“Ian is renowned for his charity walks and the immense amount of money they have generated. While our walk was on a much smaller scale than he is used to, it was very exciting for the students to play their part in their own sponsored walk with such a high profile guest.”

- Beefy Botham puts his best foot forward at academy,, June 29, 2006.

2. One of the most remarkable runs in tennis history came to an end today in Monte Carlo, adding thickness to the plot of tennis’s most vibrant rivalry.

Novak Djokovic’s 6-2, 7-6(1) victory over Rafael Nadal in the Monte Carlo Rolex Masters final marks the indomitable Spaniard’s first defeat at the event in a decade. It also snaps an almost implausible 46-match winning streak for Nadal at the idyllic Monte Carlo Country Club.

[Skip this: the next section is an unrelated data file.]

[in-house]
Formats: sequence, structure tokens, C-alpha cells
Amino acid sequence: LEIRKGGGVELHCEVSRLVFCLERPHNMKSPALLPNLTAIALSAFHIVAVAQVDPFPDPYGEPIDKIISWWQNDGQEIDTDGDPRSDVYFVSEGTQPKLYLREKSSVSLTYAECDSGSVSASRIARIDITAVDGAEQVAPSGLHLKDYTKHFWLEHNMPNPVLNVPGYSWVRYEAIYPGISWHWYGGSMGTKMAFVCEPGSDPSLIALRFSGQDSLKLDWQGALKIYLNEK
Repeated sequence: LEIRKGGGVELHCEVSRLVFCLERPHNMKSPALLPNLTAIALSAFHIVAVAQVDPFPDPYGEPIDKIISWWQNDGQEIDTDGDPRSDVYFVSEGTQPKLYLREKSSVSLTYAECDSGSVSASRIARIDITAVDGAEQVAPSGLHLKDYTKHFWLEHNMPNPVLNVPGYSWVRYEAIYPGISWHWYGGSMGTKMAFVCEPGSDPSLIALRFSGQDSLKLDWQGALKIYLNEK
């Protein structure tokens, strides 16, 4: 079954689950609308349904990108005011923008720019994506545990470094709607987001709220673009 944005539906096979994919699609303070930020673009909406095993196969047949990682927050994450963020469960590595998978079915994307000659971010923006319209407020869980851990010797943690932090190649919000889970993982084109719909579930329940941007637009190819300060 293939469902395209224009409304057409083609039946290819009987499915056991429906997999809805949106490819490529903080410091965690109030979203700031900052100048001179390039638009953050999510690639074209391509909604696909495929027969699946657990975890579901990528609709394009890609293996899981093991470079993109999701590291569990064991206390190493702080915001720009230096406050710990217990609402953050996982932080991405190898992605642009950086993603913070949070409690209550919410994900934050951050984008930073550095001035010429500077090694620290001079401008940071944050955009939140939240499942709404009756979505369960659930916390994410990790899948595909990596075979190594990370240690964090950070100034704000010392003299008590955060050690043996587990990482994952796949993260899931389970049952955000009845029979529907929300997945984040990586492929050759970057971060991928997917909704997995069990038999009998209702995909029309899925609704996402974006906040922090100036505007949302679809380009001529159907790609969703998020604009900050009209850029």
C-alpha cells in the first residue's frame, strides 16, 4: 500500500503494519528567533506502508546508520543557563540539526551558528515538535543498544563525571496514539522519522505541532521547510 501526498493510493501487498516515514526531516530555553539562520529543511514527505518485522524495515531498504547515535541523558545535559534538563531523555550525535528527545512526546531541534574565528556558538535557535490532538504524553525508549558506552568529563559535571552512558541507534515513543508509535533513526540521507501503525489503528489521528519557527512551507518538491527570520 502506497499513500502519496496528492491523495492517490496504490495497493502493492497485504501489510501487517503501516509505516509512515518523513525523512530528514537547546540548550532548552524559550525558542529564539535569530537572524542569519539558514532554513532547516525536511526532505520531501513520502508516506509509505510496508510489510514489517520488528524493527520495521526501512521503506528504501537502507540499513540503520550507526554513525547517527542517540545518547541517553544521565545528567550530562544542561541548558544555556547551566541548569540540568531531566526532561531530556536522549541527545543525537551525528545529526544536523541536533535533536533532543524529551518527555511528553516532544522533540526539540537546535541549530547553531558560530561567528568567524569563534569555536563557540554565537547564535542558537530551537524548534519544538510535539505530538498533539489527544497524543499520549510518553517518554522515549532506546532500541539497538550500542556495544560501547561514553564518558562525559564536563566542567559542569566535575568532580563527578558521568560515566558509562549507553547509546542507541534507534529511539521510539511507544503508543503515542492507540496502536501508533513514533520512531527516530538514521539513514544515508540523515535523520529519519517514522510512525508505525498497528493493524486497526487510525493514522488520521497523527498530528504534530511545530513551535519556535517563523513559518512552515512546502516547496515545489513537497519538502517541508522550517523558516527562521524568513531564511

Though not as important as the French Open in the grand scheme, Monte Carlo was always the place where Nadal’s beastly clay-court game was unveiled each year.

“After all the success I had here in my career, someday must arrive that day,” said an introspective Nadal after the match. “When somebody plays that good like Novak played today, it’s very difficult to win.”

With Djokovic nursing an ankle injury early in the week, and Nadal reeling off easy victories in typical swashbuckling form, a ninth consecutive title for Nadal seemed to be in the cards. But Djokovic, gaining in focus—and confidence in the ankle— with each successive triumph this week, rose up at just the right time to peak in today’s final.